June 12, 2024

Open Court


From 20K to 11.5K … to 5K and now to 1K: the incredible shrinking Roland Garros


ROLAND GARROS – The way this year’s Roland Garros is going, those of us journalists who have made it to Paris might well do double and triple duty sweeping the courts and wiping off the benches with antiseptic after every match.

After the French health minister announced on Wednesday that the 5,000 cap on public gatherings was to be dropped to 1,000 by Saturday in eight metropolitan areas (including Paris), Roland Garros was firmly in the crosshairs.

And no matter what positive words tournament director Guy Forget said in a press conference late Thursday afternoon, it wasn’t up to him.

Court Suzanne-Lenglen may well look like this next week at Roland Garros. (Stephanie Myles/Opencourt.ca)

And so, on Thursday night, French prime minster Jean Castex announced on the France 2 network that the capacity at this year’s tournament would be lowered to 1,000.

Behind closed doors, just about


Originally, when the situation with the coronavirus was better this summer, they had hoped to have 20,000 a day. That would have been about half the usual capacity.

Then, it was lowered to 11,500 – with the tournament site separated into three distinct zones. There would 5,000 on Court Philippe-Chatrier with access to a few field courts. As well, 5,000 more on Court Suzanne-Lenglen with access to other field courts, and 1,500 on Court Simonne-Mathieu.

It was optimistic, given the new rise in COVID-19 cases. And even if the tournament was in communication and negotiations with the government, it wasn’t looking good.

Thursday, it was official, as Castex confirmed it on the popular talk show “Vous avez la parole” (The floor is yours).

“There is no reason we shouldn’t apply the same rules to everyone,” Castex said, as the show’s hosts pointed out the size of the site (12 hectares) and the number of people already accounted for between players, teams, staff, media and organizers.

“It’s up to them to define how they’ll do it.”

That flies in the face of what French Federation president Bernard Giudicelli said back in June – that there was no way the tournament would be held behind closed doors. This would be almost that.

A beautiful, renovated Court Philippe-Chatrier with a roof – and likely no fans to enjoy it. (Stephanie Myles/Opencourt.ca)

But as much as Giudicelli said he was “close” to the highest levels of government, and that the French federation needed to work with them to show that France can handle the pandemic by putting on its biggest sporting events, he doesn’t decide.

Forget pulls out the arguments – to no avail

Earlier in the day, Forget pointed out the size of the site and how those 5,000 people could spread out. That contrasted with Castex’s contention that it would basically be like a soccer match played behind closed doors. Also – it’s happening outdoors.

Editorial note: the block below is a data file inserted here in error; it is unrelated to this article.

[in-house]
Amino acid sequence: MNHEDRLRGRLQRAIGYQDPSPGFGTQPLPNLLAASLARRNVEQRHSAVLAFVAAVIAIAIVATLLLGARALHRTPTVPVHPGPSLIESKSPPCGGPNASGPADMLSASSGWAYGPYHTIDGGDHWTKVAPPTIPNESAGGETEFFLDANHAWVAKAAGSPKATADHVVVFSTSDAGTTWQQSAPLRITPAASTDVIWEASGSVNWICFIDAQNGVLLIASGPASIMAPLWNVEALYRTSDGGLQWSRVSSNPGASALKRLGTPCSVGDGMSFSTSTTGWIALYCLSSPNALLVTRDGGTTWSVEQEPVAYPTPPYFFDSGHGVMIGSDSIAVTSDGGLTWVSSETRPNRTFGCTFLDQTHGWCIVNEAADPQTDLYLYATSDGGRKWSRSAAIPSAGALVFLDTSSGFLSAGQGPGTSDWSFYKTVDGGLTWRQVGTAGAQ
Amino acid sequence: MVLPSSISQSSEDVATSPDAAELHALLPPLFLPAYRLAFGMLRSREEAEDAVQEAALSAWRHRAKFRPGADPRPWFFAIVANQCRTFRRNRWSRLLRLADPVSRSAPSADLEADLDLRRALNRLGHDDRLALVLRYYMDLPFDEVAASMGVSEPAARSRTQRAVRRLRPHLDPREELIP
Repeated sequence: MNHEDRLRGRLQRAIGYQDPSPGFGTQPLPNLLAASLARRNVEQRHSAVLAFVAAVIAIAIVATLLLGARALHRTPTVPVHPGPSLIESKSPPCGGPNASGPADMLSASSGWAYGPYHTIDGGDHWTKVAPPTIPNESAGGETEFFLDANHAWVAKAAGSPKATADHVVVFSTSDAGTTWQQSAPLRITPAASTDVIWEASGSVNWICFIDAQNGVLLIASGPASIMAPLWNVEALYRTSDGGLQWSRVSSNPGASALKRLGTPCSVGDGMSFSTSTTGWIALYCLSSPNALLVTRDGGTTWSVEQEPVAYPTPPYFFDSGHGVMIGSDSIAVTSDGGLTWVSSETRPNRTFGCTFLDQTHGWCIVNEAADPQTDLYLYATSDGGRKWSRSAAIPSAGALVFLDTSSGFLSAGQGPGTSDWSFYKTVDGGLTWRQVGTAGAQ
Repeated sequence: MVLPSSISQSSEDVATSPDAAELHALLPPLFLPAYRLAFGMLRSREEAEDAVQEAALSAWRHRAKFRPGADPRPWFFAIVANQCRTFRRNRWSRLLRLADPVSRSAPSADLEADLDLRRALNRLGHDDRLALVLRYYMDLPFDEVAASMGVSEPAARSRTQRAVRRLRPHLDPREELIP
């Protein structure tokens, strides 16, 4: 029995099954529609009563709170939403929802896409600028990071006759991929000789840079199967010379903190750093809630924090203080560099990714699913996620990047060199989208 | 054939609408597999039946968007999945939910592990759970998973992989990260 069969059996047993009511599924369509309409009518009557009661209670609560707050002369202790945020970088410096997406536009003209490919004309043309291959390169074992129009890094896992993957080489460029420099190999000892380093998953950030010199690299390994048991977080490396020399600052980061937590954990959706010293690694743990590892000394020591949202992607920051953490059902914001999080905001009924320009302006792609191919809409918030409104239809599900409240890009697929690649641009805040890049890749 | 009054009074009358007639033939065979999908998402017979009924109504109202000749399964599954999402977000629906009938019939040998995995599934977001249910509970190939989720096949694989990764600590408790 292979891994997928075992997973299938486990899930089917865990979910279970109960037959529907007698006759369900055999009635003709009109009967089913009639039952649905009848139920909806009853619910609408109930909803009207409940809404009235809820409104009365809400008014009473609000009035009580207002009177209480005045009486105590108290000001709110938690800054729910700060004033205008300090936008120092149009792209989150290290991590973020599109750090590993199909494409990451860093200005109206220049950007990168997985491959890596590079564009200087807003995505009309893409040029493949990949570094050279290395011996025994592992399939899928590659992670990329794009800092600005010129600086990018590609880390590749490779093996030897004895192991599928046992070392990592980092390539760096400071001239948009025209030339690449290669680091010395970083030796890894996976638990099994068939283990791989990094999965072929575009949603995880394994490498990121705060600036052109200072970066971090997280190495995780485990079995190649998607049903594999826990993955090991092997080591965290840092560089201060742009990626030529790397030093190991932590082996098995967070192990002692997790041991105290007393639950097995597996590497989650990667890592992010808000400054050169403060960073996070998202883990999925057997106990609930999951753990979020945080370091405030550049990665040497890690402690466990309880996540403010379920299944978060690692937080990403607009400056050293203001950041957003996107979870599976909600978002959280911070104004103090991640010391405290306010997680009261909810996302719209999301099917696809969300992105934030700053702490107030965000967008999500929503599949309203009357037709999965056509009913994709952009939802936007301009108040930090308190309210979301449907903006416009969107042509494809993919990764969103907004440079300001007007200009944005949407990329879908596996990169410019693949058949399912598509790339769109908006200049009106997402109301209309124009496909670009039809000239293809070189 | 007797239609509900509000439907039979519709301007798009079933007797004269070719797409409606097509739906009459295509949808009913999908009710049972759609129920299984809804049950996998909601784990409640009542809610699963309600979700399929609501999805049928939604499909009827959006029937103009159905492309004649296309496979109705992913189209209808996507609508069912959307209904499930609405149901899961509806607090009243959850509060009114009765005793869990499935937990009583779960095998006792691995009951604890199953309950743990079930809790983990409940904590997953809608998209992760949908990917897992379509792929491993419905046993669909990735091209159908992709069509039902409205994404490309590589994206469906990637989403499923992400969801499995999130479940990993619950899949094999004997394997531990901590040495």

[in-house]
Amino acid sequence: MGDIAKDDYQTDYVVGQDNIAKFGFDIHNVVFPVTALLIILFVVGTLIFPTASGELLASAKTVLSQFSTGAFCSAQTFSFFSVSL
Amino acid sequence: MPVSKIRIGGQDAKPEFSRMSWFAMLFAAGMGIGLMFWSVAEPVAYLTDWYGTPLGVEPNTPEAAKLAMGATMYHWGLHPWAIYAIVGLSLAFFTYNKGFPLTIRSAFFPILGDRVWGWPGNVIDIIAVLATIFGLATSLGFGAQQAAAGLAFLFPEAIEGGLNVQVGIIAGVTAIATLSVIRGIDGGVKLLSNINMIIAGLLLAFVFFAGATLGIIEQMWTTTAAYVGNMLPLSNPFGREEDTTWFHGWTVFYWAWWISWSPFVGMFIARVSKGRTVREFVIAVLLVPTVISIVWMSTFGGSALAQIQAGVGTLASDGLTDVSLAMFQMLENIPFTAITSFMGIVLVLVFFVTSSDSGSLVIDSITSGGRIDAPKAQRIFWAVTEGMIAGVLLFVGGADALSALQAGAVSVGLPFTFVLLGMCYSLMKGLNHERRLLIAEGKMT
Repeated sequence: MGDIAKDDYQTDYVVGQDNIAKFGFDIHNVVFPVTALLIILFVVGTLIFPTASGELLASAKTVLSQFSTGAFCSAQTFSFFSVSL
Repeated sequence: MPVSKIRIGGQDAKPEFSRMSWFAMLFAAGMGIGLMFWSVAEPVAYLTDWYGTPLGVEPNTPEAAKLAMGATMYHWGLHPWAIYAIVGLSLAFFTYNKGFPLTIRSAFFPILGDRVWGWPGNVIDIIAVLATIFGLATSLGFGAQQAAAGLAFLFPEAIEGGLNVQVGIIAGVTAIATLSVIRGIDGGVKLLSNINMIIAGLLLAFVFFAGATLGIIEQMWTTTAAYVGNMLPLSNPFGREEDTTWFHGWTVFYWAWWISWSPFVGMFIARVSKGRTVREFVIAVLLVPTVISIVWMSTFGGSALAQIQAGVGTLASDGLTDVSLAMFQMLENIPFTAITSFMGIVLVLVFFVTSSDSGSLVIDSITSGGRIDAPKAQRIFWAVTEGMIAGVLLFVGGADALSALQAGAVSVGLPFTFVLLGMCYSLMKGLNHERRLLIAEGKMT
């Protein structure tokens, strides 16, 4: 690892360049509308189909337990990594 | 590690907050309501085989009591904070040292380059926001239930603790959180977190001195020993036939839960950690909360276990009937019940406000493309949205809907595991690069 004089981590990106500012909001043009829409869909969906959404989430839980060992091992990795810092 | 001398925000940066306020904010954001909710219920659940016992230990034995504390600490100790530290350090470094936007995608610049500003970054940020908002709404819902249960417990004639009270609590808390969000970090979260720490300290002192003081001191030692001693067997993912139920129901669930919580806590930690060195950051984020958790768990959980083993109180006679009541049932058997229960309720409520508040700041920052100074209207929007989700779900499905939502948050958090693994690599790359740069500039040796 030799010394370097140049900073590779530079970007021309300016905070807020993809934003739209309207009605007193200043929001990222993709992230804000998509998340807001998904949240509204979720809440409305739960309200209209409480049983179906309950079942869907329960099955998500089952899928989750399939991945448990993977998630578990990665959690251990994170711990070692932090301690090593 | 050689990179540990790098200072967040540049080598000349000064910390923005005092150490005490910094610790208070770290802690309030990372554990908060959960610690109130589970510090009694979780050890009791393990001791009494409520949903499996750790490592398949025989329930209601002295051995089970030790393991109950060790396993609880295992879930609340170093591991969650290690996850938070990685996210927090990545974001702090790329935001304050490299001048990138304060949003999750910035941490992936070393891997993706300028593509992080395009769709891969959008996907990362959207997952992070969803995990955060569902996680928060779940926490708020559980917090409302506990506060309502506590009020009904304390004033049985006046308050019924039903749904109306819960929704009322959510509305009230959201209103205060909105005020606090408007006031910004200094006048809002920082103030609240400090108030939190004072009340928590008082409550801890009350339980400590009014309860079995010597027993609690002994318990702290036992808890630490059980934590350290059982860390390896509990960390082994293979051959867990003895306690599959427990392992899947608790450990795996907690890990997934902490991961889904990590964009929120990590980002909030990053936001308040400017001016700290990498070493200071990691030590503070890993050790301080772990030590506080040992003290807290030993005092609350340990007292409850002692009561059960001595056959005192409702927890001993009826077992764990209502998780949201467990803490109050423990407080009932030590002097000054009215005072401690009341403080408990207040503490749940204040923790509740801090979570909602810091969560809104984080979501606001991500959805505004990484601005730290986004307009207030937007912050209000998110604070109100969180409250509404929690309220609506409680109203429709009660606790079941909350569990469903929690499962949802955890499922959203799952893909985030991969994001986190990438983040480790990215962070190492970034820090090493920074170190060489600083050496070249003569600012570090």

“Everything that was in place for several weeks was done with the accord of the health authorities,” Forget said, pointing out that the site was as big as 15 soccer fields and the 5,000 fans would be spread amongst 14 match courts.

Tournament director Guy Forget dropped the federation line about the tournament sending a message for France. But it doesn’t appear it got through.

Forget also tried the “sending a positive message” tact. He pointed out that Roland Garros is one of the biggest sporting events in France, and the pictures are broadcast to 220 countries.

“Each additional restriction is a signal we’re sending that it might be dangerous to come here. Which is not the case,” Forget said, pointing out that with the Tour de France, everything went well.

There were hundreds of people at close proximity to the cyclists, none of whom tested positive, Forget said.

“What we hope is to send a positive message today – to all the tennis fans, all the people who want life to start again. It’s been a bit painful the last months,” he said. “Even if we have to stay extremely prudent, it feels like we’re responsible, and stay that way, and the tournament can be done in safe conditions.”

Castex clearly wasn’t listening to Forget’s arguments.

So … what’s next?

There are likely already over 1,000 people credentialed and on hand building up the tournament site. How are they going to manage if the number is a hard 1,000? (Stephanie Myles/OpenCourt.ca)

You suspect the tournament organizers aren’t going to get a lot of sleep Thursday night.

It’s hard to imagine there aren’t already over 1,000 credentials distributed. And a lot of people aren’t even on site yet, including players. (This, by the way, was a fact the prime minister seemed completely unaware of).

L’Équipe reported late Thursday that the number of credentials was actually over 4,000 – about what the US Open needed to run a bare-bones tournament a few weeks ago.

But the government has put the tournament in an incredibly tough position, by being so intransigent and inflexible about the new restrictions – especially as the event is already under way.


Will there be no tournament at all? Castex said on the broadcast that from what he has been told, it was in no danger of being cancelled altogether.

“From the information they’ve given me, the answer is yes (it will go ahead), Castex said.

L’Équipe also reported that according to its sources, that 1,000 number would strictly be the number of fans on site each day. It said that the number of credentialed staff of all sorts wasn’t affected, although that number would surely be revised downward.

If nothing else, you don’t need as much event staff on hand when you’re going to have 20 per cent of the number of fans you expected to have.

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